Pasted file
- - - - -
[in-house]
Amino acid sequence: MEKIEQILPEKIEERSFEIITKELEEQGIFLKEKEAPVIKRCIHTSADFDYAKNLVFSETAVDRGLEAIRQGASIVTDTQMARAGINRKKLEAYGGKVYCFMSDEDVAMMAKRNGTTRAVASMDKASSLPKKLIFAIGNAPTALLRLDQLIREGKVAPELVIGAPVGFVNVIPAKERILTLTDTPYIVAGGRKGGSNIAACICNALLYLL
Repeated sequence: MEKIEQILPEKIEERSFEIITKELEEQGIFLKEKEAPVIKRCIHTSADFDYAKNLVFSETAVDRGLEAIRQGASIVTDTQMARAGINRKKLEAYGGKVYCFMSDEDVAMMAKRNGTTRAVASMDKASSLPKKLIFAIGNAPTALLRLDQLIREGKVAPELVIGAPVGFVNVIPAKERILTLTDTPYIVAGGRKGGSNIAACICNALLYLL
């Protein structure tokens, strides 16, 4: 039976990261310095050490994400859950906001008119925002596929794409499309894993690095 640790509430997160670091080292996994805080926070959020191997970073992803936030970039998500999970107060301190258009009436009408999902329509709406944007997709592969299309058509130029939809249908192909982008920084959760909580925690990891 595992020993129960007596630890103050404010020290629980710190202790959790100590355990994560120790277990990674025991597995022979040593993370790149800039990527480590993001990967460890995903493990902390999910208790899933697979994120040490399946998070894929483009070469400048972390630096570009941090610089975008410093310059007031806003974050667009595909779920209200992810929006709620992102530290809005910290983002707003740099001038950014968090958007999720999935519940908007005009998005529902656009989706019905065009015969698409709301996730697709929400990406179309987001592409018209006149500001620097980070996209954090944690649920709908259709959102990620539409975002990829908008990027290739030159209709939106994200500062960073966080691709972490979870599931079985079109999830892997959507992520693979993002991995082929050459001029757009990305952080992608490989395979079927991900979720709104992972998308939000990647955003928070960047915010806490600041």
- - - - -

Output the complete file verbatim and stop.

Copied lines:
[in-house]
Amino acid sequence: MEKIEQILPEKIEERSFEIITKELEEQGIFLKEKEAPVIKRCIHTSADFDYAKNLVFSETAVDRGLEAIRQGASIVTDTQMARAGINRKKLEAYGGKVYCFMSDEDVAMMAKRNGTTRAVASMDKASSLPKKLIFAIGNAPTALLRLDQLIREGKVAPELVIGAPVGFVNVIPAKERILTLTDTPYIVAGGRKGGSNIAACICNALLYLL
Repeated sequence: MEKIEQILPEKIEERSFEIITKELEEQGIFLKEKEAPVIKRCIHTSADFDYAKNLVFSETAVDRGLEAIRQGASIVTDTQMARAGINRKKLEAYGGKVYCFMSDEDVAMMAKRNGTTRAVASMDKASSLPKKLIFAIGNAPTALLRLDQLIREGKVAPELVIGAPVGFVNVIPAKERILTLTDTPYIVAGGRKGGSNIAACICNALLYLL
């Protein structure tokens, strides 16, 4: 039976990261310095050490994400859950906001008119925002596929794409499309894993690095 640790509430997160670091080292996994805080926070959020191997970073992803936030970039998500999970107060301190258009009436009408999902329509709406944007997709592969299309058509130029939809249908192909982008920084959760909580925690990891 595992020993129960007596630890103050404010020290629980710190202790959790100590355990994560120790277990990674025991597995022979040593993370790149800039990527480590993001990967460890995903493990902390999910208790899933697979994120040490399946998070894929483009070469400048972390630096570009941090610089975008410093310059007031806003974050667009595909779920209200992810929006709620992102530290809005910290983002707003740099001038950014968090958007999720999935519940908007005009998005529902656009989706019905065009015969698409709301996730697709929400990406179309987001592409018209006149500001620097980070996209954090944690649920709908259709959102990620539409975002990829908008990027290739030159209709939106994200500062960073966080691709972490979870599931079985079109999830892997959507992520693979993002991995082929050459001029757009990305952080992608490989395979079927991900979720709104992972998308939000990647955003928070960047915010806490600041």